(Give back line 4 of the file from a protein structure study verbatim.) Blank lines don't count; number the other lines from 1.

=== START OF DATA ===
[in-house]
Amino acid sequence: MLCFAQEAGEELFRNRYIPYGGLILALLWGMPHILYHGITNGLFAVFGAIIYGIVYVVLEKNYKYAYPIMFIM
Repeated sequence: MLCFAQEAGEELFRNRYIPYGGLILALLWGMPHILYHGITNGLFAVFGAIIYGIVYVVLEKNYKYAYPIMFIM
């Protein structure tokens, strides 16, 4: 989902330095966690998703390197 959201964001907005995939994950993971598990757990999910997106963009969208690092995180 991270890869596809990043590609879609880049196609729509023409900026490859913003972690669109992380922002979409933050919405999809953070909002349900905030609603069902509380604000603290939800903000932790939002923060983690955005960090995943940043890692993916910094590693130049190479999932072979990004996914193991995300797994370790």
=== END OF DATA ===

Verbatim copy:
């Protein structure tokens, strides 16, 4: 989902330095966690998703390197 959201964001907005995939994950993971598990757990999910997106963009969208690092995180 991270890869596809990043590609879609880049196609729509023409900026490859913003972690669109992380922002979409933050919405999809953070909002349900905030609603069902509380604000603290939800903000932790939002923060983690955005960090995943940043890692993916910094590693130049190479999932072979990004996914193991995300797994370790």